14
   

McDonald v. Chicago

 
 
Setanta
 
  -2  
Reply Fri 5 Mar, 2010 01:57 pm
@Brandon9000,
You keep asking me the same ******* stupid question again and again. I am not inclined to answer it again and again, just because it pleases you to be obtuse.
0 Replies
 
OmSigDAVID
 
  0  
Reply Fri 5 Mar, 2010 01:59 pm
@Setanta,
Setanta wrote:
Your interpretation is idiosyncratic and hardly consistent with
the Court's decisions over time. The Court, far from finding that
the national government is prohibited from imposing any limitation,
has interpreted the amendment specifically to refer to militia
participation--hence, the opinion in Miller, to which i have frequently referred.
The Miller decision addressed itself
to the possession of a mutilated weapon,
referred to by the USSC as "an instrument." The 2nd Amendment
defends a citizen's right to possession of weapons that are suitable,
useful to a militia, NOT USELESS JUNK. As a point of evidence,
the trial court in MILLER had taken judicial notice, with no proof
that this "instrument" was a weapon. ONLY possession of WEAPONS, not trash, is protected by the 2 A.
The case was remanded for additional evidence to be taken, as I remember.
Defendants defaulted and were never heard from again
after thay won in the trial court.


Setanta wrote:
As for Heller, as i have repeatedly pointed out,
this Court has struck out on new ground with that opinion,
especially the contention about a right of personal self defense.
I must deny this; your assertion is inconsistent with historical fact.
Upon request, I will be happy to set forth the earlier judicial
point of vu, supported by both respected judges, much closer in time
to the founding of the Bill of Rights, as well as very respected
legal authority both then and now.
I have already set forth some of it to you, Setanta,
which u have made no effort to refute.





David
0 Replies
 
Setanta
 
  1  
Reply Fri 5 Mar, 2010 02:02 pm
I have made no effort to refute as you put it because the Supreme Court has never recognized a right of personal self defense until Heller, your tortured "reasoning" notwithstanding.
maporsche
 
  1  
Reply Fri 5 Mar, 2010 02:20 pm
@Setanta,
Will you disagree with the USSC judges if they do not follow the precedent set forth in Heller?

Is being reactionary 'ok' when it results in a ruling you agree with?
Setanta
 
  1  
Reply Fri 5 Mar, 2010 02:29 pm
@maporsche,
You're a smart mouthed bitch, you know? If you had bothered to read this thread, you'd know that i have stated again and again that i will accept the Court's ruling, whether or not i agree with their reasoning. It's a function of believing in the social contract and accepting the rule of law.

I'm getting rather tired of the ill-informed jumping into this thread and trying to pick fights with me. Why don't you go quarrel with your wife, she has to put up with it . . . i don't.
maporsche
 
  3  
Reply Fri 5 Mar, 2010 02:35 pm
@Setanta,
You recently asked what a 'honorable response' to a situation would be. One of the suggestions that I have for you, that I didn't post on that thread, would be to "presume innocence". This could go a long way to improving communications on this board [for everyone].

I meant no "smart mouthed bitch[iness]" with my post. I was truly curious how you would feel if the SC DIDN'T use Heller as precedence. If precedence is so important to some of these justices, I think a 5-4 decision (same as Heller) would be impossible given the Heller ruling. This would produce a result that you'd disagree with. I just wondered if you'd disagree with the ruling on the McDonald case if they rule in favor. Or if you'd agree (with their reasoning) that they HAVE to use Heller as precedence.

Whether or not you accept the courts ruling is irrelevent, it will apply to you regardless of your acceptance. I was curious about your opinion and whether or not you agree. I do not care about your acceptance [no offense].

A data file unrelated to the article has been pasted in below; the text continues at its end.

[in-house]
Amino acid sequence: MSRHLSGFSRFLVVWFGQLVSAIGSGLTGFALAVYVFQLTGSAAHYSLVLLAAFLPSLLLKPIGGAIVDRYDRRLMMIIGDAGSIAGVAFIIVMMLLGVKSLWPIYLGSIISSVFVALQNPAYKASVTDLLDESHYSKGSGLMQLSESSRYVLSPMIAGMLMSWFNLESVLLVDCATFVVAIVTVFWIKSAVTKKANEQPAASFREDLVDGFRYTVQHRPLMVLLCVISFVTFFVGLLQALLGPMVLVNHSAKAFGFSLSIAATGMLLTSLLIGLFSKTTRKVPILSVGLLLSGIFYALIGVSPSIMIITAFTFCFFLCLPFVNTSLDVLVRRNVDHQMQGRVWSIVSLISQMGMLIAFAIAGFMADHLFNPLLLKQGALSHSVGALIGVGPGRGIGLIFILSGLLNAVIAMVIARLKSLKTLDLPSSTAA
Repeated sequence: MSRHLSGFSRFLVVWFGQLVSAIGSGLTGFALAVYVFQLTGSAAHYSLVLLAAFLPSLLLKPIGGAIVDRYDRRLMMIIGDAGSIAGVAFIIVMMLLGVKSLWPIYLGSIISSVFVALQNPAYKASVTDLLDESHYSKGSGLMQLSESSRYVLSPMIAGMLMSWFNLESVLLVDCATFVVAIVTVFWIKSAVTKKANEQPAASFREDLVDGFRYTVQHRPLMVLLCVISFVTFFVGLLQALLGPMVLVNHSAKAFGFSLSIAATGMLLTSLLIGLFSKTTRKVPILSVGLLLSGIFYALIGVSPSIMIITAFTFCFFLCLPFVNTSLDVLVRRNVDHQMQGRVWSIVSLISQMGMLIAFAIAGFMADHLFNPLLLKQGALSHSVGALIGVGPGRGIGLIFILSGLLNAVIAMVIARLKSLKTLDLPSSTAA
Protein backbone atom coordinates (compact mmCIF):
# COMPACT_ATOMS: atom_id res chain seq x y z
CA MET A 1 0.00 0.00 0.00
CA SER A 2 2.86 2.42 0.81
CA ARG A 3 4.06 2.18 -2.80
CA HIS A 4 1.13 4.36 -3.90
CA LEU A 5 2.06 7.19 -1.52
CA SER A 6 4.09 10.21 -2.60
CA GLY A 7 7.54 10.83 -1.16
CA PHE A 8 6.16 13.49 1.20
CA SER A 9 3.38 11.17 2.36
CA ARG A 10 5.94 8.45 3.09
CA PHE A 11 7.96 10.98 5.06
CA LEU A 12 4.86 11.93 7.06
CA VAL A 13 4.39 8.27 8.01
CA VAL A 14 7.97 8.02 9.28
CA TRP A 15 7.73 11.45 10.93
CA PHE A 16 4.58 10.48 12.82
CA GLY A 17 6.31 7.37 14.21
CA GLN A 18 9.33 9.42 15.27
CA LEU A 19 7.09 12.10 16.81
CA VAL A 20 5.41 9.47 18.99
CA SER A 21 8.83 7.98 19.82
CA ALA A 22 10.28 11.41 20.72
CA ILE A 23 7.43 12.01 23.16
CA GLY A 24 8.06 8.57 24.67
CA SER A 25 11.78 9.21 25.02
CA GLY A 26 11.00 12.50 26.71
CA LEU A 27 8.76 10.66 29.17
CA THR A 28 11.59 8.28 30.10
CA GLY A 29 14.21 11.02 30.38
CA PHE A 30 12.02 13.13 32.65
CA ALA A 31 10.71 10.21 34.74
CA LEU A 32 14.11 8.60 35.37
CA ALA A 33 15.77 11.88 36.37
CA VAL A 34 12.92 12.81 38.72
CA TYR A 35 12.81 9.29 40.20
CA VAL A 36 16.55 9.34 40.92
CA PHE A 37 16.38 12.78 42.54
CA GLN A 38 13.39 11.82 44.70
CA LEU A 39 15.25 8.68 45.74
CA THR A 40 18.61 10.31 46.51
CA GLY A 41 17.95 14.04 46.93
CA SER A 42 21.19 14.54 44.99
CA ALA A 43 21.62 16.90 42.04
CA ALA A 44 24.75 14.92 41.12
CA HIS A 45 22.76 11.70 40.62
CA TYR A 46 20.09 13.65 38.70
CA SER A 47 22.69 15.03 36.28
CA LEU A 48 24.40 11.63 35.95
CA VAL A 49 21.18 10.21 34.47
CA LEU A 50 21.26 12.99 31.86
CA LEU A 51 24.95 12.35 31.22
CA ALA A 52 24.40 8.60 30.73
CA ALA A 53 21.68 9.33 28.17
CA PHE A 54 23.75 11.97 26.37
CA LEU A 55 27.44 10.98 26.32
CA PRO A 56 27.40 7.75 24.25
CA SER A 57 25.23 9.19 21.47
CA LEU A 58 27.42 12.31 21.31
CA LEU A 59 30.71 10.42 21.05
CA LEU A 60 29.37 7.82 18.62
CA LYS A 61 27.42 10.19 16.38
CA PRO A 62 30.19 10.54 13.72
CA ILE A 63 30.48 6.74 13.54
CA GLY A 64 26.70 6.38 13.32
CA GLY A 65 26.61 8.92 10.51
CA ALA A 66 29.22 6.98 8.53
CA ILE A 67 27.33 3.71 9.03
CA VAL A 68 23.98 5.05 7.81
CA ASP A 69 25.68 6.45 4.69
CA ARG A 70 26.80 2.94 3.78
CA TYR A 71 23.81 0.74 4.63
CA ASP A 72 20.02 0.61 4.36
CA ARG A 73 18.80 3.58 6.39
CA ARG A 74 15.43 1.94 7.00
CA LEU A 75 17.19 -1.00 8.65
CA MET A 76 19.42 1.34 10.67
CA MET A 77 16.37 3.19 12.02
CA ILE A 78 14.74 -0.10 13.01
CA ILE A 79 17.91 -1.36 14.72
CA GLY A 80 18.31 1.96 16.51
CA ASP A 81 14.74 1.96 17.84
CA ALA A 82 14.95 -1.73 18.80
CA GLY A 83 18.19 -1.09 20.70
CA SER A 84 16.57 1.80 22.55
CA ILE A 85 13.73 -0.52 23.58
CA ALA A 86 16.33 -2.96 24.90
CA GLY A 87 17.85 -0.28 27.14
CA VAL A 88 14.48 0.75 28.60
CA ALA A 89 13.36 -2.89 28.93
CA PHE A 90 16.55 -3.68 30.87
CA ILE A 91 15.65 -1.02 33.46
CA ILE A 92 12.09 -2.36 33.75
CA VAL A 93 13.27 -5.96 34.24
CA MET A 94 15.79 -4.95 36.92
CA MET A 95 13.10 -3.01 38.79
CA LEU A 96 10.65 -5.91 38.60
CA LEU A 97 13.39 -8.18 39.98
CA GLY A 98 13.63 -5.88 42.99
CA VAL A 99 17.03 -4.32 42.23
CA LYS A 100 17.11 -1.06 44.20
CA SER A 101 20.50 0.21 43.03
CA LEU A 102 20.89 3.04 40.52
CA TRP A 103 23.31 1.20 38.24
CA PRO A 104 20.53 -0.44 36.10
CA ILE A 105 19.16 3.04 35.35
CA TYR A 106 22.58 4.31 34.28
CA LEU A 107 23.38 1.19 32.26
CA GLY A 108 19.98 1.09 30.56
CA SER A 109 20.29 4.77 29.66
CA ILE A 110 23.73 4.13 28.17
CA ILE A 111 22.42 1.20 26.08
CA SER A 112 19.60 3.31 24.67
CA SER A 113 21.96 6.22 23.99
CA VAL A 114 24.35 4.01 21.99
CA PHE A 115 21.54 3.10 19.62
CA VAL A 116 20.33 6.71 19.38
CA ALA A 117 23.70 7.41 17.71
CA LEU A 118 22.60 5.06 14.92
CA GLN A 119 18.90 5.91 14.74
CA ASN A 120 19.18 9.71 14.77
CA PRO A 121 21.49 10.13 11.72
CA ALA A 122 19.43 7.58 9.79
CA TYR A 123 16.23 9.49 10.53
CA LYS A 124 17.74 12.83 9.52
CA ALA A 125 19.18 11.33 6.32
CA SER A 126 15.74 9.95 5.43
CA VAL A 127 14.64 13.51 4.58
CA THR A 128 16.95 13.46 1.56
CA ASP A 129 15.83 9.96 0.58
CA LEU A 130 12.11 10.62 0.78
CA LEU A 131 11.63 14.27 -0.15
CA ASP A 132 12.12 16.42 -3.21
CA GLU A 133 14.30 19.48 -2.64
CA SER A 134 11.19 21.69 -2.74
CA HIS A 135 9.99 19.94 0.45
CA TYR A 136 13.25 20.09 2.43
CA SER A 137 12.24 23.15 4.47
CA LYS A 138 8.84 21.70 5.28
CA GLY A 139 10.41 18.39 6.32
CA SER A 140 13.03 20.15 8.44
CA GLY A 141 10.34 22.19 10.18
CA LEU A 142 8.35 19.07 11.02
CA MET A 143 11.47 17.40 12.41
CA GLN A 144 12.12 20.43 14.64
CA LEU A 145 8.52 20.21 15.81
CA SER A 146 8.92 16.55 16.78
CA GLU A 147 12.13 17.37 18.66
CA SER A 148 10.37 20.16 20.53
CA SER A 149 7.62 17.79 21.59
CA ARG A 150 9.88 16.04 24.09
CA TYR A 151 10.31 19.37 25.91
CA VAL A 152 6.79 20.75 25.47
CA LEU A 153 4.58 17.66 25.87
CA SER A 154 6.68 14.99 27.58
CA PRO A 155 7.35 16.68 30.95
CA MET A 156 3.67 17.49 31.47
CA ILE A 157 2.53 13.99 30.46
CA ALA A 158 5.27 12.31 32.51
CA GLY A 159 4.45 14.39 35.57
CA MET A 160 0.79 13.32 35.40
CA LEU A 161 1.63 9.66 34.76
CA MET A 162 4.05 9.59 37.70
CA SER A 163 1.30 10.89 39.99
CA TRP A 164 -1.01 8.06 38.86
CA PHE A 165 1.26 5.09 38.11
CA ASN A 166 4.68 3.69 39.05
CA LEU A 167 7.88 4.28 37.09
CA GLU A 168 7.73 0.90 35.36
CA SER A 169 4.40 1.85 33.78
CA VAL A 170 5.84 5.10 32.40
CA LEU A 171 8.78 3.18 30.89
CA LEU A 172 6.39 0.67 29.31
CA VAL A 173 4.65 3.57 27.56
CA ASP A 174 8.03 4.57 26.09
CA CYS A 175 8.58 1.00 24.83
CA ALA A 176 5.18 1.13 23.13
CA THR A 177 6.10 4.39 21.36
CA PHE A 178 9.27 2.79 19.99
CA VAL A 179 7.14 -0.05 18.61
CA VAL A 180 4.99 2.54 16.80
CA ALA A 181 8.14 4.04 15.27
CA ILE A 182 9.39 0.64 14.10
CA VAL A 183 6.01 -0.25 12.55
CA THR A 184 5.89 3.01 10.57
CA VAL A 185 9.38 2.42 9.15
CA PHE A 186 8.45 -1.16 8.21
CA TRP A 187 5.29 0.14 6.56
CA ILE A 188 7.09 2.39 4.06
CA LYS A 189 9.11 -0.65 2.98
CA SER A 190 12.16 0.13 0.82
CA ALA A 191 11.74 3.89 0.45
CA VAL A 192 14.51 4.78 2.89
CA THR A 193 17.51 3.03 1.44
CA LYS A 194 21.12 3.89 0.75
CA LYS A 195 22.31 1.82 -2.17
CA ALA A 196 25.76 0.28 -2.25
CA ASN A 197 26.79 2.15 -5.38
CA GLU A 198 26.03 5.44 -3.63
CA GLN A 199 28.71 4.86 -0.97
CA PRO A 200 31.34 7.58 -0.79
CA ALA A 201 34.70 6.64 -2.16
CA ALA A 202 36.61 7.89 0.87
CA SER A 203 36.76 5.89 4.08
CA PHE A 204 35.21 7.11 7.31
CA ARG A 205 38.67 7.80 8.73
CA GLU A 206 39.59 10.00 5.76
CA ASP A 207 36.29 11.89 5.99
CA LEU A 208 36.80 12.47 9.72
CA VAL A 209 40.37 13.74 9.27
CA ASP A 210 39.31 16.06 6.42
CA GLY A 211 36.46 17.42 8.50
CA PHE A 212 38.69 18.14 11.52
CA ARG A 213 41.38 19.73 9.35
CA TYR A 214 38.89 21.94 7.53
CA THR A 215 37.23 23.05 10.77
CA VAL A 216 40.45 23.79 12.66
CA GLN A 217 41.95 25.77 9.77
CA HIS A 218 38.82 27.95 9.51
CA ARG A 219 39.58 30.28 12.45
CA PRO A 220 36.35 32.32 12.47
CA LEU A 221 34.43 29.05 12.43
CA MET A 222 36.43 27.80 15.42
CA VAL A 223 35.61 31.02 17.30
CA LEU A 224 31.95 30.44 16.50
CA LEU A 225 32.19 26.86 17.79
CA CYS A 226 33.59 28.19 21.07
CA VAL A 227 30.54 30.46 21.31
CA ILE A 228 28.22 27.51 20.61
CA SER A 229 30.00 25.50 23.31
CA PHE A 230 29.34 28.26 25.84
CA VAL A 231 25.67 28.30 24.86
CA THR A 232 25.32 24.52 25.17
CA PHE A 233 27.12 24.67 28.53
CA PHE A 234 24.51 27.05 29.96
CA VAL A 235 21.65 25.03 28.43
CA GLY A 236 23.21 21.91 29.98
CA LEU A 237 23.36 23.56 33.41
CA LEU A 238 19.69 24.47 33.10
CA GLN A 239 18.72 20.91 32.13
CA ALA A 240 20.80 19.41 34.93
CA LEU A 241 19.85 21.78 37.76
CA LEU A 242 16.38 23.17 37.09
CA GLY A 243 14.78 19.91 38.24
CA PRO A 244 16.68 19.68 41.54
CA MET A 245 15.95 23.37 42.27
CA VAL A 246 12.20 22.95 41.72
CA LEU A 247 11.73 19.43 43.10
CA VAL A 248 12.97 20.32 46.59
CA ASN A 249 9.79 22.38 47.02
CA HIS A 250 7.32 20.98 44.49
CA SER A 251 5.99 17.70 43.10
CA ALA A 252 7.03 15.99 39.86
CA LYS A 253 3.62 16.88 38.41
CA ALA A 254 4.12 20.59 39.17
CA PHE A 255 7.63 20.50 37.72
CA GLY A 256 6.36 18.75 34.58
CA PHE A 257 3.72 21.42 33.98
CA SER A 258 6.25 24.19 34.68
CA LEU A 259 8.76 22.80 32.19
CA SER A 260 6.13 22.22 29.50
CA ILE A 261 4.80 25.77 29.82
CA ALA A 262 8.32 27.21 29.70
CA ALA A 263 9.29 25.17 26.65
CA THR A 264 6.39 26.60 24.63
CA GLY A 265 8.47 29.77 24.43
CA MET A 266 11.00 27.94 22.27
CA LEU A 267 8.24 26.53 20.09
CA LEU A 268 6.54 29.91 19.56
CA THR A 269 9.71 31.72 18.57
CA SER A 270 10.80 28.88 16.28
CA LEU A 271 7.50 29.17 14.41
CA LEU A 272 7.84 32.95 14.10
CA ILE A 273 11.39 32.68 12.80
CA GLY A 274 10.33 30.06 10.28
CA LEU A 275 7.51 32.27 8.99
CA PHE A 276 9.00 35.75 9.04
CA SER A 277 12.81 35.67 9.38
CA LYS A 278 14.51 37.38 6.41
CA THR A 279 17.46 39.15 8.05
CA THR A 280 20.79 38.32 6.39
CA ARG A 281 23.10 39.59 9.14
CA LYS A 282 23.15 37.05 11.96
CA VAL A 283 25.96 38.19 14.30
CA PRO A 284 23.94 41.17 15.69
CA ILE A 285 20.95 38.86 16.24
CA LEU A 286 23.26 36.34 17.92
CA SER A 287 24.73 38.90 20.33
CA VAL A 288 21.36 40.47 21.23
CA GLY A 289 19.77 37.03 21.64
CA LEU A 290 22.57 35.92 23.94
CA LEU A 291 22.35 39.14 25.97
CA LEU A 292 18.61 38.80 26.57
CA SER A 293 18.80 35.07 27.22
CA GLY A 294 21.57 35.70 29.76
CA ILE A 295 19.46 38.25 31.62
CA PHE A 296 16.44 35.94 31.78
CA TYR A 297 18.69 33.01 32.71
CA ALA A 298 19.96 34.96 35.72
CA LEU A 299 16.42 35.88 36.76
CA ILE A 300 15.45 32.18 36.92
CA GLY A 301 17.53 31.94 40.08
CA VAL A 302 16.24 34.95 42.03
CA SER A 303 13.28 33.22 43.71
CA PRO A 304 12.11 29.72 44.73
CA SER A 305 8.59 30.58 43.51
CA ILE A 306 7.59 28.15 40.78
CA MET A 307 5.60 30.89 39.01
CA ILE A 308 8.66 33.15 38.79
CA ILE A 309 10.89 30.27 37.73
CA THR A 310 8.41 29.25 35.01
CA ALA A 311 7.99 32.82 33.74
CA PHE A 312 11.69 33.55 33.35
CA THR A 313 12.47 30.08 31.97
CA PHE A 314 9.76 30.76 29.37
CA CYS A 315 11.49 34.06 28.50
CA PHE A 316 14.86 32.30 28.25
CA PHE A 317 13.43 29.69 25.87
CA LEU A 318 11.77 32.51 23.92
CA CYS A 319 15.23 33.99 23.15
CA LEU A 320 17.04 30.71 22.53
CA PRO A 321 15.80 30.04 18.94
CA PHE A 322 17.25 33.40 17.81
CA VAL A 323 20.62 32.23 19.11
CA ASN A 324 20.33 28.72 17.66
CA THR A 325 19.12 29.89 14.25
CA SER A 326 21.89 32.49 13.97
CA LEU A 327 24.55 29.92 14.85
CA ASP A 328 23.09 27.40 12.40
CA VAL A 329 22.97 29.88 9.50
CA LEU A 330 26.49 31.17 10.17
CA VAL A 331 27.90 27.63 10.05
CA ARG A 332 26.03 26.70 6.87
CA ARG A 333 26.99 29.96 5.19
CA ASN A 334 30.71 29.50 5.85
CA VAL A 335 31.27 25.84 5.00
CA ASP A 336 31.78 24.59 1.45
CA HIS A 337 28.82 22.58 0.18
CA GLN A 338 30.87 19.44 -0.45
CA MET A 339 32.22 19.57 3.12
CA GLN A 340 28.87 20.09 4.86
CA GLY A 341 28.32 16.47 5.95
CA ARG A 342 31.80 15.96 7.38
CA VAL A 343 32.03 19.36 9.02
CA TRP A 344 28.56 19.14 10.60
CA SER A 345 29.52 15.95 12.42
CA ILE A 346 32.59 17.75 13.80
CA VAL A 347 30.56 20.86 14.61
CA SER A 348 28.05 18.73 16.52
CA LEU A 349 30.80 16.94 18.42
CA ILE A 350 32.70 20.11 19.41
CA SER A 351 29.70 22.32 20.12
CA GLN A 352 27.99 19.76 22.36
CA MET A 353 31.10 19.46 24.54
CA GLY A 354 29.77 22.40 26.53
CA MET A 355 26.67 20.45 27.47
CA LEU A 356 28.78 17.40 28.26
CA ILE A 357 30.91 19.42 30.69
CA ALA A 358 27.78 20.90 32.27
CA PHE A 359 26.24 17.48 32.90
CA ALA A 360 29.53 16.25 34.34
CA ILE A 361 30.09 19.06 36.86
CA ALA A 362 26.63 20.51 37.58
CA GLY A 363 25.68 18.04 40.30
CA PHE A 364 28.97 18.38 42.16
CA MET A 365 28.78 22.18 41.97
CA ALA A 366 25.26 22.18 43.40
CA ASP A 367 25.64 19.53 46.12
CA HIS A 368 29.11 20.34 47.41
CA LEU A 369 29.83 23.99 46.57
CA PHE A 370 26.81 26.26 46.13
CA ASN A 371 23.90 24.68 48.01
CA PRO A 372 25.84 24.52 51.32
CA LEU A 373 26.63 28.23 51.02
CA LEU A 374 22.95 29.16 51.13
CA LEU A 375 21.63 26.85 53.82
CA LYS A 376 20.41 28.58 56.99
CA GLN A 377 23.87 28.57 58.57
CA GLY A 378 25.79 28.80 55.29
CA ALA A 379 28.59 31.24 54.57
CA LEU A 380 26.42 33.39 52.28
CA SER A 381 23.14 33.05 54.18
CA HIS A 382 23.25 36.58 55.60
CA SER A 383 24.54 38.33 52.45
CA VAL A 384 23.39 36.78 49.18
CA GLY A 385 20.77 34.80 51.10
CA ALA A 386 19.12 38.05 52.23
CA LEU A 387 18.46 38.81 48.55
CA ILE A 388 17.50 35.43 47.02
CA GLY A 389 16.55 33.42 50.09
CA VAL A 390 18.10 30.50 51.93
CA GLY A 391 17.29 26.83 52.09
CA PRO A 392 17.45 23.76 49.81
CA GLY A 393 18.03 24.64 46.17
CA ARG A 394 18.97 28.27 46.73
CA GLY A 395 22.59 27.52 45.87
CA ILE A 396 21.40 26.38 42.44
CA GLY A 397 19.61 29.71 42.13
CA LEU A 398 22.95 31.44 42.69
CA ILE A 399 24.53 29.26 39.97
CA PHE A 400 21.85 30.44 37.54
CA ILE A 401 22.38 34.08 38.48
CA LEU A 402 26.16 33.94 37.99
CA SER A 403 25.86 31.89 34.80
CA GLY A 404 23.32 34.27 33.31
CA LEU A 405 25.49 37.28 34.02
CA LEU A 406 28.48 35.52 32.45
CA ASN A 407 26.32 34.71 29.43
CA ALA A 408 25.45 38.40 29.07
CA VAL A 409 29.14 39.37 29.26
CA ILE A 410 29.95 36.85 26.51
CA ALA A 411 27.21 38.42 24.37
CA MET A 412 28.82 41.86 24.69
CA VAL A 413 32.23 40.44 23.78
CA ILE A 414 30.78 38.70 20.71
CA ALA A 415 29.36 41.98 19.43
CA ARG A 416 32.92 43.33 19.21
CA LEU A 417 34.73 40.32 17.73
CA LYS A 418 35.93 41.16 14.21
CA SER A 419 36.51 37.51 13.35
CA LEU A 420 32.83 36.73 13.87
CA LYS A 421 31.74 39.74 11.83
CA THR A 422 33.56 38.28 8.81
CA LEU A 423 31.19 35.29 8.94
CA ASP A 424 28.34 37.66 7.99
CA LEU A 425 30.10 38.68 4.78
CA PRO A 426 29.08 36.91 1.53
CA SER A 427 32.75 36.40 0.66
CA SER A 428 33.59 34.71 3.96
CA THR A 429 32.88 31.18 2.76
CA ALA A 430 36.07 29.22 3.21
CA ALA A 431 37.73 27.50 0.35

Please don't presume that I'm being smarky or sarcastic everytime I post.
Setanta
 
  0  
Reply Fri 5 Mar, 2010 02:43 pm
@maporsche,
Apparently, you spent no more time reading and attempting to understand my thread about an honorable response than you have reading and attempting to understand this thread. In that thread, my question was how i should react when someone whom i like and respect has posted something offensive to my beliefs or opinions--so it has absolutely no relevance to this thread, how i have responded to others in this thread and how i have responded to you.

Absolutely nothing which i have posted in this thread suggests that i would not accept the ruling of this Court, regardless of my contempt for so many members of this Court. In fact, i have just recently posted, tediously, as i have done so several times, that the opinions of people in this thread, including my own, are meaningless, and only the ruling of the Court has meaning.

Your comment about legal precedents is completely opaque to me. However, assuming that you mean to say that given the precedent established in Heller, the Court is likely to rule in the same manner in this case, i would agree. This is also something which i have tediously repeated again and again in this thread. Given the contempt which members of this Court have shown for precedent in the past--especially Mr. Justice Thomas--no, i don't see any reason to assume that they would feel compelled to observe precedent in making their ruling. However, given their apparent right-wing judicial-legislative agenda, i think they are likely to rule in the same manner, and for the same flimsy reasons. Once again, i have stated again and again that my opinion and the opinions of others in this thread have no bearing on the ruling. Once again, i have stated again and again that i accept the legality of their ruling, whether or not i agree with it.

If you are so damned curious about my opinion, take the trouble to read and understand my posts in this thread, and don't trouble me with you laziness.
maporsche
 
  1  
Reply Fri 5 Mar, 2010 02:52 pm
@Setanta,
ok
0 Replies
 
wandeljw
 
  1  
Reply Fri 5 Mar, 2010 02:54 pm
Brandon wrote:
how does one pass an amendment granting a right which all levels of government must obey? How would it differ from the 2nd Amendment?


Brandon's question was addressed to someone else. My guess is that we would need a different constitution to begin with.
maporsche
 
  1  
Reply Fri 5 Mar, 2010 02:57 pm
@Setanta,
Setanta wrote:

However, assuming that you mean to say that given the precedent established in Heller, the Court is likely to rule in the same manner in this case, i would agree.


Actually, my opinion is that the court 'should' almost have a 9-0 vote in favor of McDonald, given the precedent set forth in Heller (if they follow precedence). I would think that Justices who vote against McDonald, are ignoring precedence set forth by Heller. In reality, the liberal members of the court, if the same 4 of them vote the way they did before, would be ignorning precedence.

I'm curious if you'd agree with them if they did. If the vote was 5-4 in favor of McDonald, would you agree with the 4 members who would [seemingly] ignore precedence set forth by Heller and vote against McDonald.

I don't think you've answered that question. And again, I'm not interested in your ACCEPTANCE [no offense, I'm glad you would feel obliged to follow the law, but that's not what I'm interested in here]. Acceptance does not equal agreement.